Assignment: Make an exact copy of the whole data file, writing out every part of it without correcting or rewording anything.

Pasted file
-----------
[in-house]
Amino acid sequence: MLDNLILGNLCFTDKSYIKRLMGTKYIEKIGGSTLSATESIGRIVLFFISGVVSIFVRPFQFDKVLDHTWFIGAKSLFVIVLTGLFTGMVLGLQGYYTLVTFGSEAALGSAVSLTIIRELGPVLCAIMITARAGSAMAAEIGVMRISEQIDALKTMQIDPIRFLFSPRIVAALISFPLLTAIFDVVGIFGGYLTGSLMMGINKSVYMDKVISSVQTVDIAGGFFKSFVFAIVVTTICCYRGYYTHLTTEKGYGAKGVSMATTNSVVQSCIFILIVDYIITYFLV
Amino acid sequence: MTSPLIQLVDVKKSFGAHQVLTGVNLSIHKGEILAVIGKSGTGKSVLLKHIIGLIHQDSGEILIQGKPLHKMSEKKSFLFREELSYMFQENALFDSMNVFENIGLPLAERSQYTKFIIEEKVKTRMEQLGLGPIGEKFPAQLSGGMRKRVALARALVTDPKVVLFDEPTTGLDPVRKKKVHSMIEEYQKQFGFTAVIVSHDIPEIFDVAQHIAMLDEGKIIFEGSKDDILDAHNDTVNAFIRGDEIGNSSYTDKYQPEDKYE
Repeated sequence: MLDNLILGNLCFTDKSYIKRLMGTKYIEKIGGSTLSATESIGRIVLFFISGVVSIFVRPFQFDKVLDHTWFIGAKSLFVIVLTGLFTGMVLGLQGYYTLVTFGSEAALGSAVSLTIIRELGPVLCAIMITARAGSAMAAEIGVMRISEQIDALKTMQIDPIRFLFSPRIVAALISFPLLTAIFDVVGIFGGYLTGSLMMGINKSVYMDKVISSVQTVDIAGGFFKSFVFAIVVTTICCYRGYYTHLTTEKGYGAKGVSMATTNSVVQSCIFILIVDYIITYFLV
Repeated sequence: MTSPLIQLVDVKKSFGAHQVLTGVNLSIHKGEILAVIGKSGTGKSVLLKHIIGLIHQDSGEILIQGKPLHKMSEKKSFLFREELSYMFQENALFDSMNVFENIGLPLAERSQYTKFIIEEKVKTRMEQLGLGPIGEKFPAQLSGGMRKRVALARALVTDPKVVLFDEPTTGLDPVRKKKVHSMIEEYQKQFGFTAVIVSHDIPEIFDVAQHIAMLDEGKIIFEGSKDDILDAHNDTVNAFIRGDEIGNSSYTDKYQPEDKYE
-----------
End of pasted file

[in-house]
Amino acid sequence: MLDNLILGNLCFTDKSYIKRLMGTKYIEKIGGSTLSATESIGRIVLFFISGVVSIFVRPFQFDKVLDHTWFIGAKSLFVIVLTGLFTGMVLGLQGYYTLVTFGSEAALGSAVSLTIIRELGPVLCAIMITARAGSAMAAEIGVMRISEQIDALKTMQIDPIRFLFSPRIVAALISFPLLTAIFDVVGIFGGYLTGSLMMGINKSVYMDKVISSVQTVDIAGGFFKSFVFAIVVTTICCYRGYYTHLTTEKGYGAKGVSMATTNSVVQSCIFILIVDYIITYFLV
Amino acid sequence: MTSPLIQLVDVKKSFGAHQVLTGVNLSIHKGEILAVIGKSGTGKSVLLKHIIGLIHQDSGEILIQGKPLHKMSEKKSFLFREELSYMFQENALFDSMNVFENIGLPLAERSQYTKFIIEEKVKTRMEQLGLGPIGEKFPAQLSGGMRKRVALARALVTDPKVVLFDEPTTGLDPVRKKKVHSMIEEYQKQFGFTAVIVSHDIPEIFDVAQHIAMLDEGKIIFEGSKDDILDAHNDTVNAFIRGDEIGNSSYTDKYQPEDKYE
Repeated sequence: MLDNLILGNLCFTDKSYIKRLMGTKYIEKIGGSTLSATESIGRIVLFFISGVVSIFVRPFQFDKVLDHTWFIGAKSLFVIVLTGLFTGMVLGLQGYYTLVTFGSEAALGSAVSLTIIRELGPVLCAIMITARAGSAMAAEIGVMRISEQIDALKTMQIDPIRFLFSPRIVAALISFPLLTAIFDVVGIFGGYLTGSLMMGINKSVYMDKVISSVQTVDIAGGFFKSFVFAIVVTTICCYRGYYTHLTTEKGYGAKGVSMATTNSVVQSCIFILIVDYIITYFLV
Repeated sequence: MTSPLIQLVDVKKSFGAHQVLTGVNLSIHKGEILAVIGKSGTGKSVLLKHIIGLIHQDSGEILIQGKPLHKMSEKKSFLFREELSYMFQENALFDSMNVFENIGLPLAERSQYTKFIIEEKVKTRMEQLGLGPIGEKFPAQLSGGMRKRVALARALVTDPKVVLFDEPTTGLDPVRKKKVHSMIEEYQKQFGFTAVIVSHDIPEIFDVAQHIAMLDEGKIIFEGSKDDILDAHNDTVNAFIRGDEIGNSSYTDKYQPEDKYE